INDIANAPOLIS -- It is a metal fastener, and a metaphor, and -- in the eyes of one proud franchise searching for employees and answers at the 2014 NFL Scouting Combine -- a highly relevant and potentially revelatory topic of conversation.
I'm talking about the essential office supply known as the paper clip, and I'm doing so because it became a somewhat surprising prop in the 15-minute interview sessions conducted over the weekend at the Crowne Plaza hotel. At least two prospects, and likely a whole lot more, were shown the diminutive double-looped device during their meetings with officials from one team and were then asked, "How many different things can you think of that you can do with a paper clip?"
Presumably, "holding pieces of paper together" was considered a gimme. And I'm fairly certain that none of the potential draftees went with the reply I'd personally prefer ... Here's one: I can straighten it out and stick it right through my eardrums, so that I don't have to hear another one of these brilliantly constructed, esoteric queries.
We've previously revealed some truly ridiculous questions at combines past, including one concerning Gerald McCoy's preferred undergarments and another about whether Toby Gerhart felt "entitled" as a white running back. And we can now add the Paper Clip Puzzler to the list.
Rather than ponder the possible utility of such an exercise, I'd like to ask a question of my own: Which team's brain trust do you suppose was responsible for this cunning gem?
I know: It's utterly shocking. The organization that took hot mess to a new level on the eve of Black Monday before running a scattered and sloppy coaching search and then deep-sixing the CEO and general manager who ran it is seemingly on an intellectual level that its 31 competitors can't possibly comprehend.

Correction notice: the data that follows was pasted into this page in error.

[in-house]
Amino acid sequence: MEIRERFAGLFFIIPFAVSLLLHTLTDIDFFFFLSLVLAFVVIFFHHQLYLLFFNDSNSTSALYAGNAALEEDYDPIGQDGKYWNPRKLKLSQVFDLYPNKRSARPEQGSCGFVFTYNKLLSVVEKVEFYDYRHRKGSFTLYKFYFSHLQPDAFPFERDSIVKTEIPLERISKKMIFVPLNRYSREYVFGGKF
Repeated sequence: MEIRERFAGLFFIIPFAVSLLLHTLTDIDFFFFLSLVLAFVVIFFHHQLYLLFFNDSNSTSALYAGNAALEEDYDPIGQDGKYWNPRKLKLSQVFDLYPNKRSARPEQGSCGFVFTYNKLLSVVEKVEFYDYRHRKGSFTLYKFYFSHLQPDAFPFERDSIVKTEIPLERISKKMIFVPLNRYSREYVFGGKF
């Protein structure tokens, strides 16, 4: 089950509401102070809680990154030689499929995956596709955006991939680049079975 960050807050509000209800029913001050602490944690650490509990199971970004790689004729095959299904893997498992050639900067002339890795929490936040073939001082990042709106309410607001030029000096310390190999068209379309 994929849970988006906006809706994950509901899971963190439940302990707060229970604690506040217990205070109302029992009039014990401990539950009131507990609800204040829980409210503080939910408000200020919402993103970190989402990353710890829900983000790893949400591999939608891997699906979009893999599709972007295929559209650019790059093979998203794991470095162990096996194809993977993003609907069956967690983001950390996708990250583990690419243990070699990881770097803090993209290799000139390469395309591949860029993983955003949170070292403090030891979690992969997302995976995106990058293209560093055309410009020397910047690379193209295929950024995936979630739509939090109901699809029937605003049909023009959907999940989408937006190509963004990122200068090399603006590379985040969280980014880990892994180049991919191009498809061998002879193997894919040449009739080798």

Tragically, however, the wasting of interviewees' time was not the Browns' most memorable embarrassment of the past few days. In a bombshell of a story that hijacked the combine, dwarfing other subplots like Michael Sam's impressive press conference and Johnny Manziel's fast 40-yard dash in terms of attention, ProFootballTalk reported Friday that Cleveland made a run at San Francisco 49ers coach Jim Harbaugh before settling on Mike Pettine as Rob Chudzinski's replacement.
In other words: Um, sorry about that, Mike, but you were the guy we wanted all along! Really!
Numerous coaches and executives to whom I've spoken in Indy the past few days believe there are Brown-colored fingerprints all over this story, especially given embattled owner Jimmy Haslam's subsequent statement to USA Today's Jarrett Bell that "there was an opportunity there, and it didn't materialize."
Judging by the reactions of Harbaugh ("I know nothing about a trade with the Cleveland Browns and us, involving me") and 49ers owner Jed York (who forcefully denied the story on Twitter in the immediate aftermath before eventually telling TheMMQB.com's Peter King, "The Browns reached out to me, and we had no interest in pursuing it"), it sure doesn't seem like either party had a whole lot to gain by putting out that information after the fact.